Agree. Cast iron is nice material for a job like that. Stainless isn't the best choice though faced with a choice between an outrageous price on an original replacement and a fabricated stainless one, I'd go for the stainless option. But I can do it myself so only material cost involved, and I'd use Schedule 80 or heavier pipe section.

This is the bearing I used. It is a SKF SR-BS2-2208-RS. I put that in because the SKF link isn't playing nicely when I look after posting this.


It was in one of these housing/carriers.


The actual part number was FC 508M.

Now I did it this way due to space considerations, a foot mounted bearing carrier would be simpler if space permits.

And obviously you'd only need a lot smaller bearing.

Those bearings come with both parallel bores and tapered bored where a wedge shaped bushing tightens down onto the shaft to hold it in place. I used the parallel bore one because it was easier for me, and as I machined my own prop shaft, coupling etc I knew what I was dealing with.

FKT
 

Ripply

Member
99
51
Homer Alaska
I'm curious if anyone has seen one of the non-propeller Fin5 electric outboards? They claim an efficiency increase to go along with the safety benefits. Can that actually be true? Or is this vaporware? It's a very cool concept if the numbers work out.

 

Tylo

Member
207
116
Sweden
Agree. Cast iron is nice material for a job like that. Stainless isn't the best choice though faced with a choice between an outrageous price on an original replacement and a fabricated stainless one, I'd go for the stainless option. But I can do it myself so only material cost involved, and I'd use Schedule 80 or heavier pipe section.

This is the bearing I used. It is a SKF SR-BS2-2208-RS. I put that in because the SKF link isn't playing nicely when I look after posting this.


It was in one of these housing/carriers.


The actual part number was FC 508M.

Now I did it this way due to space considerations, a foot mounted bearing carrier would be simpler if space permits.

And obviously you'd only need a lot smaller bearing.

Those bearings come with both parallel bores and tapered bored where a wedge shaped bushing tightens down onto the shaft to hold it in place. I used the parallel bore one because it was easier for me, and as I machined my own prop shaft, coupling etc I knew what I was dealing with.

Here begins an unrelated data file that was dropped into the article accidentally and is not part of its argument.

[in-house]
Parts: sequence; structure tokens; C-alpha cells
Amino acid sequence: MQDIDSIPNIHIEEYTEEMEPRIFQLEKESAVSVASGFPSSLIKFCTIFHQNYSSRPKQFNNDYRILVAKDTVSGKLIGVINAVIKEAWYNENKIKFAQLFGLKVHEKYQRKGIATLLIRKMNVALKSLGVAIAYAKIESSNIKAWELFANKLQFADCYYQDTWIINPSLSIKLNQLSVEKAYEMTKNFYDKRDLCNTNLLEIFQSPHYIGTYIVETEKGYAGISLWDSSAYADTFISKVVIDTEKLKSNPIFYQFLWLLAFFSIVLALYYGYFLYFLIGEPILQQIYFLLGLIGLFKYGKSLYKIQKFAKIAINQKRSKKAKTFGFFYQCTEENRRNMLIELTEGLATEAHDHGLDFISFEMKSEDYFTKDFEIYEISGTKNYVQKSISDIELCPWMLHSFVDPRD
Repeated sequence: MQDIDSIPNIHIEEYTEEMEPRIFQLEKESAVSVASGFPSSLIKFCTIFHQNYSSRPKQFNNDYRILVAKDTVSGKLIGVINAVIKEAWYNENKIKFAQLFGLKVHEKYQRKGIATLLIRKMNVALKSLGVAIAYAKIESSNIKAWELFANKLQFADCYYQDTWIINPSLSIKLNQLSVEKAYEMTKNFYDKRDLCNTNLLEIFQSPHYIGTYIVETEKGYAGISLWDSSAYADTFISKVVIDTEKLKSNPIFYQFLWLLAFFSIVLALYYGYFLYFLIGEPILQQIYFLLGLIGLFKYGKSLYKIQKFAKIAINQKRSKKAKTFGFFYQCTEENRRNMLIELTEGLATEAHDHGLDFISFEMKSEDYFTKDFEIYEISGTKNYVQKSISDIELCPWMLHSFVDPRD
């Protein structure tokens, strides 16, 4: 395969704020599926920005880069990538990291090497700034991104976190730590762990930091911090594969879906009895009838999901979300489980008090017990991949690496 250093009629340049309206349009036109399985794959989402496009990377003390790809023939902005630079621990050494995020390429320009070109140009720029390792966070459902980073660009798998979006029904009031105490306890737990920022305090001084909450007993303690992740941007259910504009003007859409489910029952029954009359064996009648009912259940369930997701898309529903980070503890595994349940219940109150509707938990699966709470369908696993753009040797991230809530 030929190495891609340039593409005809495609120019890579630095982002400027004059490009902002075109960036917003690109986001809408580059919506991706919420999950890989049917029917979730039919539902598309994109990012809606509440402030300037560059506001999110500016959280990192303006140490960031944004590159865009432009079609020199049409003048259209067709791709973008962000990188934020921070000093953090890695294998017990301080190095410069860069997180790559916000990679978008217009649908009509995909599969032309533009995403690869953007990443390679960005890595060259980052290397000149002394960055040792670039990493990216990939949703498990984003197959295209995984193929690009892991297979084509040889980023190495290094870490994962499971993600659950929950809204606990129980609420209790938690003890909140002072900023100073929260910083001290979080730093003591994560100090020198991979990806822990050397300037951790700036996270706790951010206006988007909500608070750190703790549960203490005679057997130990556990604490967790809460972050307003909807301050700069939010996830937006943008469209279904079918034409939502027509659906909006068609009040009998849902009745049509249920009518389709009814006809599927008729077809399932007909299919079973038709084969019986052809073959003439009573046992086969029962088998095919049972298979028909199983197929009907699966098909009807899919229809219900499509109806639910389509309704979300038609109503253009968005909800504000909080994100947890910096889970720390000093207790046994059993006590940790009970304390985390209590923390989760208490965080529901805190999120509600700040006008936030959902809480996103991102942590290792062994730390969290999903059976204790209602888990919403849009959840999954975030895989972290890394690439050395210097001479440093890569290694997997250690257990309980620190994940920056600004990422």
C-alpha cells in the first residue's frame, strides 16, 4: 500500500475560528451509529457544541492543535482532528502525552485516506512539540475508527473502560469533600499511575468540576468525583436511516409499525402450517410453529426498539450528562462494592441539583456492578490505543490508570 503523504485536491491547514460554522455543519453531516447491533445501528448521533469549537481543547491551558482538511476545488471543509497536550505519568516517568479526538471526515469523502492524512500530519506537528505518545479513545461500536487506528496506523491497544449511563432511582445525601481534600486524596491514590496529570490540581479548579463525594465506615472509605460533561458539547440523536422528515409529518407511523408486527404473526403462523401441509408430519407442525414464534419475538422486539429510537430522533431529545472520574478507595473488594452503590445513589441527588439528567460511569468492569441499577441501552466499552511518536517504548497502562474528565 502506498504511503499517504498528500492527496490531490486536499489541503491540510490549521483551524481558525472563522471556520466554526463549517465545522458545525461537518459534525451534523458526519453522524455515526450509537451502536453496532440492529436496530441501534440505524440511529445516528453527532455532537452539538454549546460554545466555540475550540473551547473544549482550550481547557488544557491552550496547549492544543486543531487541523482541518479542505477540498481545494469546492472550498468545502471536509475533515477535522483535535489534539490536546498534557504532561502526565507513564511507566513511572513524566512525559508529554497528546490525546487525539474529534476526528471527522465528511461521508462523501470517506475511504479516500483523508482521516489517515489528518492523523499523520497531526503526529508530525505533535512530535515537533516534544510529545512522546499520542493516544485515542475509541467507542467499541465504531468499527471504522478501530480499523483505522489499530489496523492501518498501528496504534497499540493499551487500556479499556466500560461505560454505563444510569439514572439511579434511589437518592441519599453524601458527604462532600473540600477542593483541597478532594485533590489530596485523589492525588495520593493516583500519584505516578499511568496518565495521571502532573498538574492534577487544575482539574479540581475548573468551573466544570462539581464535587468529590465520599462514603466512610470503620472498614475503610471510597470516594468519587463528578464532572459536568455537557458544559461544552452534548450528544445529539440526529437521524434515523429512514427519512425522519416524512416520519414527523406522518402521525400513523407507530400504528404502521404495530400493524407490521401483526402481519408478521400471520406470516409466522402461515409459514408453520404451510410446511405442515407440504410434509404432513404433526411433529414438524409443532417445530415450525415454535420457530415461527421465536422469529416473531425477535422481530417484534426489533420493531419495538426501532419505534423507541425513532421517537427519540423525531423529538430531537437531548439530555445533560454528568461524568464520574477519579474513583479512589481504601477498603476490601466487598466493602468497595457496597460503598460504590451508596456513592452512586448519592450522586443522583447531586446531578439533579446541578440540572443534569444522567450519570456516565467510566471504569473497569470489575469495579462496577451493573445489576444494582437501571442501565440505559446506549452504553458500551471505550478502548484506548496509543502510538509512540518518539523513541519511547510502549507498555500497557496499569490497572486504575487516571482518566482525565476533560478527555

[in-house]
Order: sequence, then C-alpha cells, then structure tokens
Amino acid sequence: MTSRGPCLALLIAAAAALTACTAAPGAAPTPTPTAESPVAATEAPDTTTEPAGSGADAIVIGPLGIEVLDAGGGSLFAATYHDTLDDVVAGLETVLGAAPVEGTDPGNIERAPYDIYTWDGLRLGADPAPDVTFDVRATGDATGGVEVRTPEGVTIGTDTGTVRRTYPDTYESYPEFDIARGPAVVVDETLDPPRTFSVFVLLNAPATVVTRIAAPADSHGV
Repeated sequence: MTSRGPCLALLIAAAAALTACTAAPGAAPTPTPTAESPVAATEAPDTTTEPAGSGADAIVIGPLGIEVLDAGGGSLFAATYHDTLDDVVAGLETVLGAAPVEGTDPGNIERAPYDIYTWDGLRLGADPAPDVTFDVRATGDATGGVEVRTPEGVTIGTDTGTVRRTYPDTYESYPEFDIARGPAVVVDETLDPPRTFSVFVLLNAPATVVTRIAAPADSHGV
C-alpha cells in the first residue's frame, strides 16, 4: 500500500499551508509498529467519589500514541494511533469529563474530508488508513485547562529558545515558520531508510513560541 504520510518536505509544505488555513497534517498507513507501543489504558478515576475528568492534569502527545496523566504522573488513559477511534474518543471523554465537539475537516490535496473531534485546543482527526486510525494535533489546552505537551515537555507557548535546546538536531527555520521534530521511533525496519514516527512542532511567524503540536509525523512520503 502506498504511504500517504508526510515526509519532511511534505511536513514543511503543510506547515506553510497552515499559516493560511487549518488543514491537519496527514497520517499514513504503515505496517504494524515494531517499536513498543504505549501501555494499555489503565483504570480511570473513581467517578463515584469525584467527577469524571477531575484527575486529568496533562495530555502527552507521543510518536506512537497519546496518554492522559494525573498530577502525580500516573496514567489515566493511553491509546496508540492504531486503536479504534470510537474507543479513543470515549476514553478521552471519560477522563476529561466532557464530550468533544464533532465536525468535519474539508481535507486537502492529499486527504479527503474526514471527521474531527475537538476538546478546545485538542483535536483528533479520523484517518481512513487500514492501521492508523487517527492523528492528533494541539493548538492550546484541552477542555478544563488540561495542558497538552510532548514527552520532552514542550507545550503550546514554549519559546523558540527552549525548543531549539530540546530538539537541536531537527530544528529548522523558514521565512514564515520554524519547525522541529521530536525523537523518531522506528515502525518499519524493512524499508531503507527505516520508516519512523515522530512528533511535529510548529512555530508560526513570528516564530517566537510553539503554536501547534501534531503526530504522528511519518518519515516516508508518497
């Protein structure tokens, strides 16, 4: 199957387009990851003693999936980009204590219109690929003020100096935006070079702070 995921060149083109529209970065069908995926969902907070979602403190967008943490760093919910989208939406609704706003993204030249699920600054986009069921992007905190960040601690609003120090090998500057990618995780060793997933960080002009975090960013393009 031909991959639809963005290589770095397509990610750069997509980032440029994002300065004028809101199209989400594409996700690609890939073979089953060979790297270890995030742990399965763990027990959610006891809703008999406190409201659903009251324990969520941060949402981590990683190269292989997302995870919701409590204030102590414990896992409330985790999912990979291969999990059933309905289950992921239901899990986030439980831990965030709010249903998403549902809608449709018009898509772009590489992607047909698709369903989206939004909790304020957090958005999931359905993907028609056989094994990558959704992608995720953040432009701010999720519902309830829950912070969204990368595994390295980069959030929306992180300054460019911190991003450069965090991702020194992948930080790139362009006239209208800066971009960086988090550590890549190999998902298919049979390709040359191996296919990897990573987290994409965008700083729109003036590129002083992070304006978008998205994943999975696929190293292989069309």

FKT
Many thanks!
That's hugely helpful.
I think I'll follow the general advice I received and keep the diesel for a while. It's probably just a matter of getting used to the boat and how it handles, rather than immediately spending a ton of cash just because it doesn't "feel" like most other boats I've driven.

I'll have to fix the leaking exhaust but other than that I'm hoping it'll keep running nicely.

I also have a lead on a full electric setup that will come out of a boat of similar length and displacement to mine in a year or two as the owner is converting to outboard power instead. When the time comes I'll have had more time to get to know my own boat and I'll know whether an electric conversion is still something I'd like to go through with.
 

Ajax

Super Anarchist
14,999
3,281
Edgewater, MD
I had a stainless elbow once. It literally dissolved where the water ran fast. Shiny clean right up until it’s early demise.
Interesting. On the advice of this forum, I had a custom, SS elbow fabricated for my Universal 5424. Normally I'd say "I'll keep a close eye on it" but that seems pointless if there are no leading indicators of failure.
 

Jim in Halifax

Super Anarchist
1,787
849
Nova Scotia
Interesting. On the advice of this forum, I had a custom, SS elbow fabricated for my Universal 5424. Normally I'd say "I'll keep a close eye on it" but that seems pointless if there are no leading indicators of failure.
Just buy a handy-dandy UT thickness tester. Probably standard equipment if you own a steel yacht. Don't forget to buy the sensor too. Just loosen the purse strings! Or, you can probably get one on AliExpress quite a bit cheaper...
 

longy

Overlord of Anarchy
6,985
1,280
San Diego
Don't worry. Failure will show as tiny rust spots in the surface. As they progress, they will squirt either exhaust gases or salt water. I used to work a lot with welded up SS 'dry' & water jacketed systems.
 

El Borracho

Verified User
6,825
2,784
Pacific Rim
Interesting. On the advice of this forum, I had a custom, SS elbow fabricated for my Universal 5424. Normally I'd say "I'll keep a close eye on it" but that seems pointless if there are no leading indicators of failure.
Mine was fine upstream of the water injection. The aggressive erosion of the stainless was where the exhaust+seawater mixture flowed a short distance downstream. The soot layer prior to the water injection point and the dry conditions may prevent erosion. If your exhaust transitions to rubber hose immediately after water injection, as many do, you may not have an issue.
 
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longy

Overlord of Anarchy
6,985
1,280
San Diego
The combination of how exhaust gases & salt water produces sulphuric acid compounds at a high temp. This is what causes most corossion. Hot salt water isn't good, either